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Rare award goes to local man

October 2, 2012
Meg Alexander - Staff Writer , Fairmont Sentinel

Bill Cordt presented the perfect picture of modesty as he quietly accepted the 3M Community Volunteer Award in front of his friends, family and former co-workers on Monday.

3M gives the award to only 15 employees and 10 retirees each year, as a way to recognize their commitment to their communities. Cordt was nominated for the award by Marge Thiesse, director of development at Martin Luther High School in Northrop, where he has been volunteering for the past 16-plus years, helping set up for the fall and spring rummage sales and the winter antique auction.

Soon after the presentation began Monday at the 3M plant in Fairmont, Cordt pulled a white hankie from his pocket, wiping tears from his eyes as he listened to the kind words people had to say about him.

Article Photos

Bill Cordt, right rear, speaks with well-wishers Monday afternoon at the Fairmont 3M plant, where Cordt was honored with a national 3M Community Volunteer Award.

"He is always there, willing to use his strength to make life easier for someone else," said Crystal Hanson, human resource manager at 3M.

Cordt worked for 3M in Fairmont for 37 years. He retired from the plant in 2000, but he did not retire from volunteering.

"I started helping Martin Luther way back in the '90s, and I enjoy every minute of it," he said, following the award ceremony.

For every 25 hours Cordt works at Martin Luther as a retiree, 3M donates $250 to the school, adding up to thousands of dollars over the years. The award he received Monday came with a $1,000 donation to the non-profit organization of Cordt's choice. It was no surprise that he chose Martin Luther.

An person wishing to remain anonymous who helped with the nomination wrote that: "Bill is a friend to everyone and always willing to help out, whether it is cutting down a tree, driving someone where they need to go, or just lending an ear. Bill loves kids and enjoys helping at Martin Luther to raise funds for student tuition aid and for the general operations of the school."

Sitting around doing nothing is not how Cordt wants to spend his retirement, especially since he has seen friends pass away shortly after their retirement when they have not found a way to keep themselves occupied.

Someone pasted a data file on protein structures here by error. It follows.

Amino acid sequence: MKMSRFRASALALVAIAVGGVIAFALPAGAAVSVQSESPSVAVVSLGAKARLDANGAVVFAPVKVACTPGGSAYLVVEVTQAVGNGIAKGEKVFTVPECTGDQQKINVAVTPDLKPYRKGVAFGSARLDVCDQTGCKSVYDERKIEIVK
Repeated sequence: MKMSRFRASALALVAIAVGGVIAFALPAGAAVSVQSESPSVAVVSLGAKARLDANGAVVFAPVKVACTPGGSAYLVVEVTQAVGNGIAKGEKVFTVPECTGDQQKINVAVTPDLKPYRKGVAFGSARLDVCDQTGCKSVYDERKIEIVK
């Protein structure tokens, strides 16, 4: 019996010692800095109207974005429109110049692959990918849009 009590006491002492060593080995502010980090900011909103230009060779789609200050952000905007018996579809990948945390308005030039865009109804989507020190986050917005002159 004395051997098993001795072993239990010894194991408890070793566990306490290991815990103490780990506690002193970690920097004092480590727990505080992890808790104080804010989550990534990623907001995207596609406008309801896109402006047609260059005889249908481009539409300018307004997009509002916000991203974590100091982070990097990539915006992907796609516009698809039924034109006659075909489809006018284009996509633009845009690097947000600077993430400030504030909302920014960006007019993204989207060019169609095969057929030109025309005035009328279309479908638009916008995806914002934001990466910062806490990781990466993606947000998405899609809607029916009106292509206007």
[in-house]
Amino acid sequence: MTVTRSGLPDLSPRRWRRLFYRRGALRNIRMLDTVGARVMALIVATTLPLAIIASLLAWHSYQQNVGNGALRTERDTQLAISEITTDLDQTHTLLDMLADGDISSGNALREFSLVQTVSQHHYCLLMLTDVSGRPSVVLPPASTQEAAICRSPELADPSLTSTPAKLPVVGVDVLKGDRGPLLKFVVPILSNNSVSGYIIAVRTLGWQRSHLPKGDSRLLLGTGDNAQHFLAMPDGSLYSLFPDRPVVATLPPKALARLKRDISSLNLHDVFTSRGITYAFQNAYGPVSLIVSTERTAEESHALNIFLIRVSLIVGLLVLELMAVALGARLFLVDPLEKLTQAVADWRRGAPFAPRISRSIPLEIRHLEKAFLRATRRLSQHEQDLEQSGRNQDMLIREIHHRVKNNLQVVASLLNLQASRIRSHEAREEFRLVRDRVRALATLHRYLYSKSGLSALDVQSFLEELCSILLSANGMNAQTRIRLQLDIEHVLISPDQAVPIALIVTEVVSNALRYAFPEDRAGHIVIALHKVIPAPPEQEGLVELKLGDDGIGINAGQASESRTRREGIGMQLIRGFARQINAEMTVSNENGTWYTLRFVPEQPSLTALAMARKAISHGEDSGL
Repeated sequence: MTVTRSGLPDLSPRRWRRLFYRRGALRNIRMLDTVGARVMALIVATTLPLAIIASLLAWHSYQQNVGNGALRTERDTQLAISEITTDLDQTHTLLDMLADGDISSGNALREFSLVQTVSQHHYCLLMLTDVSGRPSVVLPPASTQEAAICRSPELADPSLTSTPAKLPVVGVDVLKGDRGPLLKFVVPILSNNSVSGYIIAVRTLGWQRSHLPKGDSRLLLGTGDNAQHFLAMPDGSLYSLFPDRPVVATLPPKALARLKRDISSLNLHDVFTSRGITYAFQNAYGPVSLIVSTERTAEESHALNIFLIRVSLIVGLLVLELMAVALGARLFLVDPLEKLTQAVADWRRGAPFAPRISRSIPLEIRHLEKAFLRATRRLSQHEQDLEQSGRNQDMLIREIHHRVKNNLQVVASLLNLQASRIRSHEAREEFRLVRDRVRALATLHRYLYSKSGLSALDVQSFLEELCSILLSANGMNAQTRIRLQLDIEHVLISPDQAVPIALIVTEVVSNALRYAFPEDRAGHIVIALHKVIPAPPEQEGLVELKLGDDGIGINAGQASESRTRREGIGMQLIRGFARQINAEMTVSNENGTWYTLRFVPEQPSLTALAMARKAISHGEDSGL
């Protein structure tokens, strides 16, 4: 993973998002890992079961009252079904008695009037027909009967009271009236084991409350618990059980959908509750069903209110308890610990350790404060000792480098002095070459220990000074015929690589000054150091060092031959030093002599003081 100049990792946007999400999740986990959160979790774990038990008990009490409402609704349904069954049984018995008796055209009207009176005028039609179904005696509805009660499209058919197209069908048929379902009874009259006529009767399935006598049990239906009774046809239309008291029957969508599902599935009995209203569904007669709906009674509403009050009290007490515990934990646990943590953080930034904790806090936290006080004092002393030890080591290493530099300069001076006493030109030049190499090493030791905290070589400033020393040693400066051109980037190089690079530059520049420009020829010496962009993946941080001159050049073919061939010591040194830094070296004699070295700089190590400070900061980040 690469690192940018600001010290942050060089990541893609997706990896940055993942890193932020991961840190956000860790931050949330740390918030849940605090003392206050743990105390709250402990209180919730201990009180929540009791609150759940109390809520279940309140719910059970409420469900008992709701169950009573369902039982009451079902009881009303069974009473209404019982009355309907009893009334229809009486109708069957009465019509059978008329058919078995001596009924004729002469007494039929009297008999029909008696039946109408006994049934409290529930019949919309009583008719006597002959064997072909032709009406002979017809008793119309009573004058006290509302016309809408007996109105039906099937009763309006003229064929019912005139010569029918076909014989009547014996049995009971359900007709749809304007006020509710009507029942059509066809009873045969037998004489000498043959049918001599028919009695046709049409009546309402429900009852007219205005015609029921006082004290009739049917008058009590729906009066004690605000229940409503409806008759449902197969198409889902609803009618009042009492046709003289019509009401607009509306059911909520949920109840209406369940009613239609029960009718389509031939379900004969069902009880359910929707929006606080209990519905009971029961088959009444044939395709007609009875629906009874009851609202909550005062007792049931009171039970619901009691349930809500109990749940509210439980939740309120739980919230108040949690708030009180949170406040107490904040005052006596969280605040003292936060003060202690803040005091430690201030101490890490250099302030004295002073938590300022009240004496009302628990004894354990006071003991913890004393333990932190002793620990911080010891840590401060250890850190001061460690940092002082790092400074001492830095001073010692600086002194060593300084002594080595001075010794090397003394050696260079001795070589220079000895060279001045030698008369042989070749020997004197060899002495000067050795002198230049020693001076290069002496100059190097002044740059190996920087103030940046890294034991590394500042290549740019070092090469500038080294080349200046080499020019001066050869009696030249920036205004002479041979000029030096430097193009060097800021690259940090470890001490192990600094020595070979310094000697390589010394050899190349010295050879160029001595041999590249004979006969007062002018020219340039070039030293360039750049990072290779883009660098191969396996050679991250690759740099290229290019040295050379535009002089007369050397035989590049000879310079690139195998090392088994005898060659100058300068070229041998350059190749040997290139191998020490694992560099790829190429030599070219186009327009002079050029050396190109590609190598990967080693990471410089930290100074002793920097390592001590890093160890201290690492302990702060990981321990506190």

"This way I feel I've got something to look forward to," he said.

In addition to the time he spends assisting the parochial school in Northrop, Cordt works three days a week tending bar in Ceylon.Bill Cordt presented the perfect picture of modesty as he quietly accepted the 3M Community Volunteer Award in front of his friends, family and former co-workers on Monday.

3M gives the award to only 15 employees and 10 retirees each year, as a way to recognize their commitment to their communities. Cordt was nominated for the award by Marge Thiesse, director of development at Martin Luther High School in Northrop, where he has been volunteering for the past 16-plus years, helping set up for the fall and spring rummage sales and the winter antique auction.

Soon after the presentation began Monday at the 3M plant in Fairmont, Cordt pulled a white hankie from his pocket, wiping tears from his eyes as he listened to the kind words people had to say about him.

"He is always there, willing to use his strength to make life easier for someone else," said Crystal Hanson, human resource manager at 3M.

Cordt worked for 3M in Fairmont for 37 years. He retired from the plant in 2000, but he did not retire from volunteering.

"I started helping Martin Luther way back in the '90s, and I enjoy every minute of it," he said, following the award ceremony.

For every 25 hours Cordt works at Martin Luther as a retiree, 3M donates $250 to the school, adding up to thousands of dollars over the years. The award he received Monday came with a $1,000 donation to the non-profit organization of Cordt's choice. It was no surprise that he chose Martin Luther.

An person wishing to remain anonymous who helped with the nomination wrote that: "Bill is a friend to everyone and always willing to help out, whether it is cutting down a tree, driving someone where they need to go, or just lending an ear. Bill loves kids and enjoys helping at Martin Luther to raise funds for student tuition aid and for the general operations of the school."

Sitting around doing nothing is not how Cordt wants to spend his retirement, especially since he has seen friends pass away shortly after their retirement when they have not found a way to keep themselves occupied.

"This way I feel I've got something to look forward to," he said.

In addition to the time he spends assisting the parochial school in Northrop, Cordt works three days a week tending bar in Ceylon.

 
 

 

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